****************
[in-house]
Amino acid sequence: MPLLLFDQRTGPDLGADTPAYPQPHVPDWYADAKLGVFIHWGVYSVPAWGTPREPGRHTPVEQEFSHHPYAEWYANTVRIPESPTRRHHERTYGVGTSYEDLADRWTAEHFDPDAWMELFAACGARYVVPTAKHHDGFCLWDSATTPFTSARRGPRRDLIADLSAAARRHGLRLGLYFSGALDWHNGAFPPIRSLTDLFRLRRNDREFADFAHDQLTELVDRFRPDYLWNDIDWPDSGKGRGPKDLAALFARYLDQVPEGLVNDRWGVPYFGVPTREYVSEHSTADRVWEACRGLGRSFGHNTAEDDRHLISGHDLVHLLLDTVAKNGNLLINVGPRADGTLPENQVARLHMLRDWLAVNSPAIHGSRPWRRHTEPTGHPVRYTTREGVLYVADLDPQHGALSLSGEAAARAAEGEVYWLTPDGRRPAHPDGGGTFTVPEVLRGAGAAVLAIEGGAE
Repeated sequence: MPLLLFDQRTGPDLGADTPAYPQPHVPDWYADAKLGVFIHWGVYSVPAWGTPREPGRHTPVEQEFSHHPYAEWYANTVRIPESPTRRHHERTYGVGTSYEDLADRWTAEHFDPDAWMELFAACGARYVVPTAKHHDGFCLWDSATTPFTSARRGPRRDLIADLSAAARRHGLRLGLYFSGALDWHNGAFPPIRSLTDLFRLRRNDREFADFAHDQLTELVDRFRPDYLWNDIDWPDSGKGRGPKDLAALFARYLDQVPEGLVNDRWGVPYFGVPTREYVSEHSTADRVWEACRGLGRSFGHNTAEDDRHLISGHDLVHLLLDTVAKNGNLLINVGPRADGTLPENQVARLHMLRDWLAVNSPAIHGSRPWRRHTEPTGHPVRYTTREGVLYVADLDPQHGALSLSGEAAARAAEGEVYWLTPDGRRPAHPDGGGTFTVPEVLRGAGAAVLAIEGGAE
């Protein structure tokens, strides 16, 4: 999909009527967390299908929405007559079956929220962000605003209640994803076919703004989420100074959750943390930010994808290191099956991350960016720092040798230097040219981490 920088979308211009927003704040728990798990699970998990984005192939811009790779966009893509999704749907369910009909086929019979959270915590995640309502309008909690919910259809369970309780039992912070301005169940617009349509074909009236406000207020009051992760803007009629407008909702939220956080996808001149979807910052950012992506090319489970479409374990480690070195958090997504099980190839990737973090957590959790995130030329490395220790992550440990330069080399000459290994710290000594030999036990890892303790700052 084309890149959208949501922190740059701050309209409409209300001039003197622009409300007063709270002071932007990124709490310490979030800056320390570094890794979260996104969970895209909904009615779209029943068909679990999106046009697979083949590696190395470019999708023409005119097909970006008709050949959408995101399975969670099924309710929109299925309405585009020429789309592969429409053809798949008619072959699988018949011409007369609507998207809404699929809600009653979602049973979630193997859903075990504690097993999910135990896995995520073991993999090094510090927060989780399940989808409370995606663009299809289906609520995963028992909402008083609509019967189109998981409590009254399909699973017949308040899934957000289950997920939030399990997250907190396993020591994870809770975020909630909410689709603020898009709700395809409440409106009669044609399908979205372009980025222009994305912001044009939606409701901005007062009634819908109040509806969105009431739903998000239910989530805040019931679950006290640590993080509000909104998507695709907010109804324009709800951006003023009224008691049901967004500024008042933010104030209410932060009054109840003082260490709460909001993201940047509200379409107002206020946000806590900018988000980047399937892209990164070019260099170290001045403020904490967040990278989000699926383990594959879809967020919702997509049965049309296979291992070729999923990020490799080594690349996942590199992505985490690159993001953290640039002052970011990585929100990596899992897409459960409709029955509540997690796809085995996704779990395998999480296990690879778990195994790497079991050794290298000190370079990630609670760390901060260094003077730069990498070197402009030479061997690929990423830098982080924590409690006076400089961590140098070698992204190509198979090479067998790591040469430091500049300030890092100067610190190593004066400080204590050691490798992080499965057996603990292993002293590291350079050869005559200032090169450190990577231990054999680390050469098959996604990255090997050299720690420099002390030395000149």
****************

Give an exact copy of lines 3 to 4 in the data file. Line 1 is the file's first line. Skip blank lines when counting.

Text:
Repeated sequence: MPLLLFDQRTGPDLGADTPAYPQPHVPDWYADAKLGVFIHWGVYSVPAWGTPREPGRHTPVEQEFSHHPYAEWYANTVRIPESPTRRHHERTYGVGTSYEDLADRWTAEHFDPDAWMELFAACGARYVVPTAKHHDGFCLWDSATTPFTSARRGPRRDLIADLSAAARRHGLRLGLYFSGALDWHNGAFPPIRSLTDLFRLRRNDREFADFAHDQLTELVDRFRPDYLWNDIDWPDSGKGRGPKDLAALFARYLDQVPEGLVNDRWGVPYFGVPTREYVSEHSTADRVWEACRGLGRSFGHNTAEDDRHLISGHDLVHLLLDTVAKNGNLLINVGPRADGTLPENQVARLHMLRDWLAVNSPAIHGSRPWRRHTEPTGHPVRYTTREGVLYVADLDPQHGALSLSGEAAARAAEGEVYWLTPDGRRPAHPDGGGTFTVPEVLRGAGAAVLAIEGGAE
């Protein structure tokens, strides 16, 4: 999909009527967390299908929405007559079956929220962000605003209640994803076919703004989420100074959750943390930010994808290191099956991350960016720092040798230097040219981490 920088979308211009927003704040728990798990699970998990984005192939811009790779966009893509999704749907369910009909086929019979959270915590995640309502309008909690919910259809369970309780039992912070301005169940617009349509074909009236406000207020009051992760803007009629407008909702939220956080996808001149979807910052950012992506090319489970479409374990480690070195958090997504099980190839990737973090957590959790995130030329490395220790992550440990330069080399000459290994710290000594030999036990890892303790700052 084309890149959208949501922190740059701050309209409409209300001039003197622009409300007063709270002071932007990124709490310490979030800056320390570094890794979260996104969970895209909904009615779209029943068909679990999106046009697979083949590696190395470019999708023409005119097909970006008709050949959408995101399975969670099924309710929109299925309405585009020429789309592969429409053809798949008619072959699988018949011409007369609507998207809404699929809600009653979602049973979630193997859903075990504690097993999910135990896995995520073991993999090094510090927060989780399940989808409370995606663009299809289906609520995963028992909402008083609509019967189109998981409590009254399909699973017949308040899934957000289950997920939030399990997250907190396993020591994870809770975020909630909410689709603020898009709700395809409440409106009669044609399908979205372009980025222009994305912001044009939606409701901005007062009634819908109040509806969105009431739903998000239910989530805040019931679950006290640590993080509000909104998507695709907010109804324009709800951006003023009224008691049901967004500024008042933010104030209410932060009054109840003082260490709460909001993201940047509200379409107002206020946000806590900018988000980047399937892209990164070019260099170290001045403020904490967040990278989000699926383990594959879809967020919702997509049965049309296979291992070729999923990020490799080594690349996942590199992505985490690159993001953290640039002052970011990585929100990596899992897409459960409709029955509540997690796809085995996704779990395998999480296990690879778990195994790497079991050794290298000190370079990630609670760390901060260094003077730069990498070197402009030479061997690929990423830098982080924590409690006076400089961590140098070698992204190509198979090479067998790591040469430091500049300030890092100067610190190593004066400080204590050691490798992080499965057996603990292993002293590291350079050869005559200032090169450190990577231990054999680390050469098959996604990255090997050299720690420099002390030395000149």